Of Imagery

Of inestimable value to me, both as a source of pure enjoyment and as a considerable fount of spiritual and practical enlightenment, has been my lifelong close association with ministers of the Gospel. With preachers. With gifted preachers. With preachers so moved by the Holy Ghost that a snippet of scripture, once only cold, dry markings, illuminates into such revelation that in the strike of a gleaming moment Truth is unveiled. Imagery. Imagery of such clarity as are raven words on glinting screen, and more so, for somehow the story is told, and its back-story is understood, the precept, the principle.
Now while I admit to these certain advantages, I’m quite convinced it does not require living around preachers to understand and appreciate imagery and its power. Thus, I was shocked to hear the recent words of President Obama when on Monday he delivered the following at the Rhode Island Convention Center in Providence, R.I. According to the Associated Press he said,
“…Now that progress has been made, we can’t have special interests sitting shotgun. We gotta have middle class families up in front. We don’t mind the Republicans joining us. They can come for the ride, but they gotta sit in back.”
It is shocking that President Obama, our first African-American president, would make such an obvious reference to that dismal period of our history when black people were required to sit in the back of the bus. It is shameful. It is regrettable. It is a slap in the face of Rosa Parks, who that December day in 1955 changed the course of American history. When told to move to the back of the bus, she said in essence, “Not today.”
We need leaders of other ilk than that recently demonstrated. We need leaders who will rise above pettiness and smallness. We need leaders in every branch of government and in every party who will forever cast aside the garments of racism and all its disgracefulness and malignant thought. We NEED LEADERS. We need eagles.
Eagles have always been representative of high calibre leaders. They don’t flock like geese but rather fly solo. While this may rob them of the ability to draft from each other, it provides them with some crucial advantages that are essential for vision development, maintenance, and casting. Here are two:

One, an eagle and a turkey react very differently to the threat of a storm. A turkey runs under the barn, hoping the storm won’t come near. The eagle, on the other hand, leaves the security of its nest and spreads its wings to ride the air currents of the approaching storm, knowing they will carry it higher than it could soar on its own.

Two, when an eagle is attacked by a pack of crows it doesn’t fight back. All it does is simply fly higher and higher, knowing that pretty soon the crows won’t be able to fly any higher. The eagle plays smart rather than lose its sensibility in the mindless games of small-thinking crows.

Herman Najoli

Of imagery. Of eagles and crows. Of buses and cars. The back. Of Rosa Parks, resolute and unflinching. Of courageous and soaring leadership.

9 thoughts on “Of Imagery

  1. That’s the goal, RG. Side by side. But if we aren’t there yet (which we aren’t) then we must sit in the back. We have to choose to sit in the back in order to let other catch up.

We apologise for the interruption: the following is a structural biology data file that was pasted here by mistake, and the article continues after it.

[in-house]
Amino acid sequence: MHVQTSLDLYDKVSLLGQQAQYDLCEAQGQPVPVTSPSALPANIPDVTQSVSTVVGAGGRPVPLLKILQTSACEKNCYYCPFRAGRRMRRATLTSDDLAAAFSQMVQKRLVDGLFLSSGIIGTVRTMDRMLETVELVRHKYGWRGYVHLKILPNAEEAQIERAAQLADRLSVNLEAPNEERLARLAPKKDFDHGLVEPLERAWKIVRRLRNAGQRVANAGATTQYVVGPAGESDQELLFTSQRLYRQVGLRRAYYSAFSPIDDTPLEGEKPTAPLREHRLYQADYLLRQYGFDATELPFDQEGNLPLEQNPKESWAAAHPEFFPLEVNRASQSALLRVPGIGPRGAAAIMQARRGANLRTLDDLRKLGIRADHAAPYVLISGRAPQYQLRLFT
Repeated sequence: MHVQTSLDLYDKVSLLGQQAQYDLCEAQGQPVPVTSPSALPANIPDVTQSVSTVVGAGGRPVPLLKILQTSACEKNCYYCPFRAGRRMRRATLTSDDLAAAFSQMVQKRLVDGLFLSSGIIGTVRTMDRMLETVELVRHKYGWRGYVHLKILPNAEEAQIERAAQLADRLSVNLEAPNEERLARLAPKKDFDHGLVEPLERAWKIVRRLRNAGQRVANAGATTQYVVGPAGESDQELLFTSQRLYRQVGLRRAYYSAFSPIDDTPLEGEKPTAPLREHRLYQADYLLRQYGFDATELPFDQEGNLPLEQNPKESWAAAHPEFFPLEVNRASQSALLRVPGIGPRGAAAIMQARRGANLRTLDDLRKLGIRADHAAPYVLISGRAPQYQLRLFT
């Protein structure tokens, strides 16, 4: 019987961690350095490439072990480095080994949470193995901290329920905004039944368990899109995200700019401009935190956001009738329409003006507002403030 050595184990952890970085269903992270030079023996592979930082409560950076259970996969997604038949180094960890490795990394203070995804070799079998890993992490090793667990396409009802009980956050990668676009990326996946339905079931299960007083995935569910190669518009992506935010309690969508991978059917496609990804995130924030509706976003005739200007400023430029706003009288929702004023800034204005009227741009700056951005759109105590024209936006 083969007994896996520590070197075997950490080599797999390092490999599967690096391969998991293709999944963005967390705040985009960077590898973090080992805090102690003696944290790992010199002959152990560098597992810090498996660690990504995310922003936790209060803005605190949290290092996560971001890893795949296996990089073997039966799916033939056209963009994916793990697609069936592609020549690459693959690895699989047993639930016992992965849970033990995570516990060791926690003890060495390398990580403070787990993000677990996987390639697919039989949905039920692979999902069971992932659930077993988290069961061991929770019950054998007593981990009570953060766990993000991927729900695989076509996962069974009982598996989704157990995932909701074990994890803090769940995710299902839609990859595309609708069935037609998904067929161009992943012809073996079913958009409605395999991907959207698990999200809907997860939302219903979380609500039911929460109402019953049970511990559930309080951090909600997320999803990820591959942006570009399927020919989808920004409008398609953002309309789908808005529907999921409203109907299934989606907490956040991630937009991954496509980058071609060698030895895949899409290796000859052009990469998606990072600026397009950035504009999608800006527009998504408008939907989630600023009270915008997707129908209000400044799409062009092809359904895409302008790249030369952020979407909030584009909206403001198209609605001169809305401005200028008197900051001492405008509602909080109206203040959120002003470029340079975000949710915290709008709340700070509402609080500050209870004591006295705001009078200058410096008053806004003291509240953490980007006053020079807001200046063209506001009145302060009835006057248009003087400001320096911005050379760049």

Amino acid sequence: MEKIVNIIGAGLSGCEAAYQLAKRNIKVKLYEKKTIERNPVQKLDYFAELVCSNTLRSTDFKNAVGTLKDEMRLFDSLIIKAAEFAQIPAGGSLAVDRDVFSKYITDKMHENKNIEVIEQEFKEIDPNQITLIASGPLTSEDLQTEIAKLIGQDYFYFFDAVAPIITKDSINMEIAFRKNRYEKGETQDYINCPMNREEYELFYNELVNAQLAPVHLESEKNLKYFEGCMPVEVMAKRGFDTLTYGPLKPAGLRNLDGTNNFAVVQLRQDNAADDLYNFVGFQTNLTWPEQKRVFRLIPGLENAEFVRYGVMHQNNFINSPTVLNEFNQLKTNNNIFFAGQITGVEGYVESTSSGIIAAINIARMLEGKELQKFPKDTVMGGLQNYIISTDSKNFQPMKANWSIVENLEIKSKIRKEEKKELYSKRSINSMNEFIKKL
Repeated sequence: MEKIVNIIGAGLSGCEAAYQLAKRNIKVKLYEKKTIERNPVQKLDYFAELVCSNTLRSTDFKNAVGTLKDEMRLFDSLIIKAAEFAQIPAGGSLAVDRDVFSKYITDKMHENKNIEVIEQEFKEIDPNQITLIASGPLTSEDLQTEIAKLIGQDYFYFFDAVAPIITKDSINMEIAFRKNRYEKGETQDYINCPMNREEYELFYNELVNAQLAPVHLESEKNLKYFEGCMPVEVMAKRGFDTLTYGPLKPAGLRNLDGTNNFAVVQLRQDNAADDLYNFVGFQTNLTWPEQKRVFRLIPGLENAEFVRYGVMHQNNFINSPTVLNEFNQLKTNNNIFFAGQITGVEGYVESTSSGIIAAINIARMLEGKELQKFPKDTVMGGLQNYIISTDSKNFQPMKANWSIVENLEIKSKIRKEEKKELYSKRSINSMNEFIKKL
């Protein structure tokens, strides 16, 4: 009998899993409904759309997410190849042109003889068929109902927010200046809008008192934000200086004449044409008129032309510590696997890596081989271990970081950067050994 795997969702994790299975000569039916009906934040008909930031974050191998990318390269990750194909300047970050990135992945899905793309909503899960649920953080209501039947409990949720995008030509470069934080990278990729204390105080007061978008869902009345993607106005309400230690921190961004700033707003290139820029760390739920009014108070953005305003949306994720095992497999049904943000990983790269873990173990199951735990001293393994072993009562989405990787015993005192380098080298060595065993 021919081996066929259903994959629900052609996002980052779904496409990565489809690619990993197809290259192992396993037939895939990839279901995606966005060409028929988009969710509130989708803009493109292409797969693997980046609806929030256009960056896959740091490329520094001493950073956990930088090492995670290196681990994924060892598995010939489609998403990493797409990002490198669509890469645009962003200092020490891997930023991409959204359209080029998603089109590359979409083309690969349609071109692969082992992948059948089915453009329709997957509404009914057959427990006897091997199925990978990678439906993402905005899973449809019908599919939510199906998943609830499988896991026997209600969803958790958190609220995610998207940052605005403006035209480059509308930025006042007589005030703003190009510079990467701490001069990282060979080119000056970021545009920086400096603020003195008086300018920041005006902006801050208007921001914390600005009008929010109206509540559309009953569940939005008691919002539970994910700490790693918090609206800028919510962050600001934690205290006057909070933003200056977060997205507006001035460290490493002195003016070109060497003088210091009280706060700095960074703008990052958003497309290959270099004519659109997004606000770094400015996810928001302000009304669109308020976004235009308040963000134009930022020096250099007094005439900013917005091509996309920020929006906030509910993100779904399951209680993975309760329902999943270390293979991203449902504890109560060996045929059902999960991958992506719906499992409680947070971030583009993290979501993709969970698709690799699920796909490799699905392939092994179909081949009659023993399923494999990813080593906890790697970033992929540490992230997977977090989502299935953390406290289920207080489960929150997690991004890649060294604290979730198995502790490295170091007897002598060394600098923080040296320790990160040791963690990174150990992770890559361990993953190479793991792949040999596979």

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  2. renaissanceguy

    Helen, I’m sure that you think I’m wrong about the second part, but what about the part where we would sit side by side? Isn’t that what you believe?

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  3. renaissanceguy

    Helen, nobody should be forced to sit in the back. We are talking about a metaphorical bus, so presumably it would be possible for everyone to sit side by side.

    Middle class families should be given a break, and that’s why we need a more freedom-oriented approach. Smaller government and lower taxes will help the middle class the most, and yet you oppose those things. A vibrant economy with more opportunity will help middle class people, and yet you support policies that stifle economic growth.

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  4. PG

    Sis. B, Just ignore the crows and keep on flying. What timely insight.

    Remember, “Hushai the Archite was the king’s companion” (1 Chron 27:33), He was an agent of influence in dark and perilous times. As we stay close to the King, and become His friend, we will influence those around us.

    Thank you for being an influence!

    PG

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  5. Shirley, I haven’t a clue what you disliked about Obama’s comment, about his imagery. You just don’t like him and find every possible way to make that evident.

    We have made progress. But we can’t allow special interest groups to define progress and tell us when we’ve had enough. Why shouldn’t middle class families have a turn being first? Why shouldn’t those who have been sitting at the front f the bus move back? Continued progress calls for it.

    And what on earth living with preachers has to do with understanding isn’t apparent. Looks like the very elementary lesson of what it means to be Christian is missing. When we become Christian we join God’s kingdom. We become brothers and sisters of all others in God’s kingdom. Barack Obama is not only the duly elected leader of our nation; He is also our brother in Christ. Didn’t any of these “gifted preachers'” ever mention that?

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  6. Lynn

    I am new to your site Sis. Burton. Just found it in the last few months. I do so enjoy it and looked forward to your writings.
    Today’s was very timely and so true. God bless you and yours!

    Welcome Lynn to my site. Hope you visit and comment often. God bless you, my friend.

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